Two firearms stolen in burglary at home of L.A. mayoral candidate Karen Bass

LOS ANGELES, CA - MAY 27: Rep. Karen Bass, a candidate for Los Angeles mayor, gathers with various prominent supporters at Angel's Point in Elysian Park to celebrate the campaign's momentum ahead of June's primary election on Friday, May 27, 2022 in Los Angeles, CA. (Jason Armond / Los Angeles Times)
Rep. Karen Bass, a candidate for Los Angeles mayor, said two firearms were stolen from her home during a burglary Friday. (Jason Armond / Los Angeles Times)
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Two firearms were stolen during a burglary at the home of Rep. Karen Bass on Friday evening, the Los Angeles mayoral candidate said in a statement released Saturday.

Bass said she came home Friday to find signs of a break-in and called police. The thief stole firearms that had been "safely and securely stored" but left behind cash, electronics and other valuables, she said.

"It's unnerving and, unfortunately, it's something that far too many Angelenos have faced," said Bass, who lives in the Baldwin Vista neighborhood of Los Angeles.

Bass communications director Sarah Leonard Sheahan confirmed to The Times that the guns belonged to the congresswoman and said they were secured in a Brinks lock box.

Leonard Sheahan said the weapons were legally registered handguns and that Bass has never sought a permit to carry a gun.

No one was home at the time of the break-in, Leonard Sheahan said.

In a news release Saturday night, the Los Angeles Police Department asked for the public's assistance in identifying the burglary suspect. Detectives described him as "Hispanic, standing 5 feet 9 inches tall, weighing 200 pounds."

Burglaries are up 15% citywide this year compared with last year, and crime has emerged as a key issue in the mayoral race. An August poll co-sponsored by the Los Angeles Times this year found that 77% of voters want a candidate who is tough on crime.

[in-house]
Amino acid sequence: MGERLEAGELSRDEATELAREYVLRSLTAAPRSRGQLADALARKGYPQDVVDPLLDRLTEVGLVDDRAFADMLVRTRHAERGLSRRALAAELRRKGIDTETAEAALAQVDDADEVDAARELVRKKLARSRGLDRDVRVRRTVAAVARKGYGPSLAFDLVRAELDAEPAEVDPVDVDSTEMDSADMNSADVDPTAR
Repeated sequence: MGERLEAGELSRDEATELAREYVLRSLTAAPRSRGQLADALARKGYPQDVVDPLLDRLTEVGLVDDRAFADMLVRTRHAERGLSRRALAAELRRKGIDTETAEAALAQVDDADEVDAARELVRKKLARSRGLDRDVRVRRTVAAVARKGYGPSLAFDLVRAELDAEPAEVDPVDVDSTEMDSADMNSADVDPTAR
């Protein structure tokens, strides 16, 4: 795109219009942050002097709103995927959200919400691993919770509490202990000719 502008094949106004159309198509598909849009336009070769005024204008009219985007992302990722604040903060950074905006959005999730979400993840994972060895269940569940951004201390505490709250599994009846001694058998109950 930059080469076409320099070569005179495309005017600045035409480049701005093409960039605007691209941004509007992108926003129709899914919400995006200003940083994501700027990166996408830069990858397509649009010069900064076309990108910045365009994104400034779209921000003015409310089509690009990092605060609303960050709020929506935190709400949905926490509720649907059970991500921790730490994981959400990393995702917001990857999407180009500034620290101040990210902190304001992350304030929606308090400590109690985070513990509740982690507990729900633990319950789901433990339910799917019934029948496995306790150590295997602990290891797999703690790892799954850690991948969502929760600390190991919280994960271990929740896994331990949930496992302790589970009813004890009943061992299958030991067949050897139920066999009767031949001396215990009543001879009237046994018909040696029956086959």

At a debate earlier this year, Bass was asked to rate — on a scale of 1 to 10 — how safe she feels walking around her neighborhood.

"I do feel safe. I would say a 10," Bass said. "I feel safe, but I do understand that a lot of people around the city do not feel safe, and I respect that."

Bass first learned how to handle a weapon in Los Angeles in the late 1970s when she was a California organizer for the Venceremos Brigade, a group founded by young Americans to show solidarity with the Cuban revolution, The Times reported in 1983. She said an LAPD officer taught her.

The officer "encouraged many different folks who had leadership responsibilities in the L.A. progressive community to learn how to use weapons," she told the newspaper.

Bass, a six-term member of Congress representing parts of the Westside and South Los Angeles, has built a double-digit lead over billionaire mall developer Rick Caruso in polls for the mayor's race, with less than two months before election day.

The race has intensified in recent days, with Bass and Caruso targeting each other over their relationship with USC, which has been rocked by multiple scandals in recent years.

Bass is facing fresh questions about a $95,000 scholarship that USC granted her in 2011, which federal prosecutors declared "critical" to their investigation into alleged corruption within the university's social work program.

Bass’ campaign has attacked Caruso, a USC board member, for failing to “keep women safe” at the university, in reference to sexual abuse allegations against former campus gynecologist George Tyndall.

This story originally appeared in Los Angeles Times.